|Wednesday, April 21st|
Cole Carbone, Colorado State University
1:05 PM - 1:01 PM
Our presentation has a focus on the environment of the island nation Cape Verde and an endangered species that lives there referred to as the Cape Verde Swamp Warbler. We will focus on how SDGs 9, 11, 13, and 15 and their targets can be utilized to create habitat suitable for the swamp warbler and a stable environment. We would also like to focus on portions of Cape Verde’s INDC about renewable energy and adaptation contributions, mostly dealing with water security. Lastly, we aim to present drivers, pressures, and impacts on the Cape Verde islands and the Warbler.
Kaydee Barker, Colorado State University
1:15 PM - 1:24 PM
Pollinators play a critical ecosystem role, transferring pollen for wildflowers and crops. We investigated methods and benefits of establishing native pollinator corridors through agriculture by conducting a literature review on a partner farm, soil, and native plant and pollinator species in Colorado. Collaborating with stakeholder farmers and a volunteer restoration organization, we designed an agricultural field optimized to support native pollinators and are implementing our design with the help of a volunteer crew. To maximize our impact, we are creating community education resources from our literature review. Incorporating pollination corridors will strengthen the local ecosystem and agriculture economy.
Paige Copcutt, University of Derby
1:25 PM - 1:34 PM
The pygmy sloth, endemic to the island of Escudo de Veraguas is significantly understudied in regard to ecological requirements, life history and reproduction. As a result their conservation efforts are at the bare minimum. They are critically endangered as a result of their restricted range and regular habitat destruction of their mangrove habitats from the local communities who seasonally visit the island. My poster discusses a few strategies which may be potential options for their successful conservation without being detrimental to those whom the island rightfully belongs to.
Ann Coughan, Colorado State University
1:35 PM - 1:44 PM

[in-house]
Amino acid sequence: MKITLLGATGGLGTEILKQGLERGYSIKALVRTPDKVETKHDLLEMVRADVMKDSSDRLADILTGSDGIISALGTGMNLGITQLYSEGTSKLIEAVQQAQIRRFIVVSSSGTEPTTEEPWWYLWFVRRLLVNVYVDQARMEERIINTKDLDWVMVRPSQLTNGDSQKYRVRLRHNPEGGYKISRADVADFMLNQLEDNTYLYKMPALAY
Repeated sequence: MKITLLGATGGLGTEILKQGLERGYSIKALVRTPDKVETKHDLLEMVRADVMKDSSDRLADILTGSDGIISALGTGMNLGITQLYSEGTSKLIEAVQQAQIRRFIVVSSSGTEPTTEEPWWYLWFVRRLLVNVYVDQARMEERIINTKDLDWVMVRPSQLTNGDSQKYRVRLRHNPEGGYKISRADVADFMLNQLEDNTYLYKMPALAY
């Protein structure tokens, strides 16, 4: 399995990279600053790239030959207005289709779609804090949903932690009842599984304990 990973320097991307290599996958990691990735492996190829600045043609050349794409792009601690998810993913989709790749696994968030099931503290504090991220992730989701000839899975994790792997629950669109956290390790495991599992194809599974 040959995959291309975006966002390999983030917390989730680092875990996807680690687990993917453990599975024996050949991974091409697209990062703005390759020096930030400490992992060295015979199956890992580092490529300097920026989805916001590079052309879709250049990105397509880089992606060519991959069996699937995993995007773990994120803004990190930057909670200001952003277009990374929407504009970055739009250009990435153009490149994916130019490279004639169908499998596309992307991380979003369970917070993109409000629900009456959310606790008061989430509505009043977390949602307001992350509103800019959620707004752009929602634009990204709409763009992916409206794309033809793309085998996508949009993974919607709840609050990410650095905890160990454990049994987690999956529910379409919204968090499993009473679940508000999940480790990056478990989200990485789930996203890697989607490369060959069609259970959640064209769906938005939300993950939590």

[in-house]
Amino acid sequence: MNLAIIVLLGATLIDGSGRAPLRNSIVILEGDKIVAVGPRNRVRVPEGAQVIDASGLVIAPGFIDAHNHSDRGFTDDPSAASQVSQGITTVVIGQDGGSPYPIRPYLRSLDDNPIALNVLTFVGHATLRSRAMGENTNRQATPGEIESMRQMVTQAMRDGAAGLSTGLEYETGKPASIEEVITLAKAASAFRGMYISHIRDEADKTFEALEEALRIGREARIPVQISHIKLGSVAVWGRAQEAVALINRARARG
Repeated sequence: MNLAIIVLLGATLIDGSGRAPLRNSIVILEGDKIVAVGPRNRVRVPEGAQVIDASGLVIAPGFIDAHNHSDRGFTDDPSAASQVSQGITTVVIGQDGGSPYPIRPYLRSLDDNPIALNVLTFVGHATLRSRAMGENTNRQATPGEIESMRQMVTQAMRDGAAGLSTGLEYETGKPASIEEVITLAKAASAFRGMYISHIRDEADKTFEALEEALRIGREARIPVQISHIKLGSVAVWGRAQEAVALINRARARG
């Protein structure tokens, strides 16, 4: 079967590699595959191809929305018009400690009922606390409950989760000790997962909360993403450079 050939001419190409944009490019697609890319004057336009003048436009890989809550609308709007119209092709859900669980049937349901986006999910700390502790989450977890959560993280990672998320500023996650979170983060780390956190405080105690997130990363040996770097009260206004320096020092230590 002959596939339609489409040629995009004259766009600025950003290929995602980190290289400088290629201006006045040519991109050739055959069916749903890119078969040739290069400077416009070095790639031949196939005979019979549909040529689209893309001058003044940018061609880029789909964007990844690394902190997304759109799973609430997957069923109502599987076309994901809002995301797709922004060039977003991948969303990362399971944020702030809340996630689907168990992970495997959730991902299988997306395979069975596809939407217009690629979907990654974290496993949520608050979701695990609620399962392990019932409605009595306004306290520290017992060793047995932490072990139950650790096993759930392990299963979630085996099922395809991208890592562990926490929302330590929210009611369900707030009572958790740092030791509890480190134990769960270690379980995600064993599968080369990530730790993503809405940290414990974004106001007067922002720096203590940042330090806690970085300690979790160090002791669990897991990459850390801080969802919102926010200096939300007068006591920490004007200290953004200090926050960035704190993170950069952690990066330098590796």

Mountainous communities are among the first to face climate change events, and therefore are required to be some of the first to adapt to and address climate change. The Yale Program on Climate Change Communication has been conducting research on opinions towards climate change and climate activism within the United States. Our project will analyze literature including the Yale Climate Opinion data, different GIS layers and demographics to compare public opinions on climate change within these mountainous communities and those living in non-mountainous communities in the U.S and whether climate opinions are associated with certain characteristics (demographics, economics,etc.).
Amblynn Hauck, Colorado State University
1:45 PM - 1:54 PM
Pollinator populations are in decline, which is detrimental to ecosystem functioning and human well-being. Communities in Boulder County, Colorado are at the forefront of civic involvement to help restore pollinator habitat. In collaboration with local farms, the non-profit Wildlands Restoration Volunteers (WRV) is interested in expanding pollinator habitat throughout Boulder County. Our research team is utilizing geospatial technology (Esri ArcGIS) to identify potential areas that can be targeted for habitat creation. Ourteam will also produce outreach materials to encourage other farms and households in Boulder County to join PPAN and advocate for pollinator health in their communities.
Times are given in Mountain Time (MT).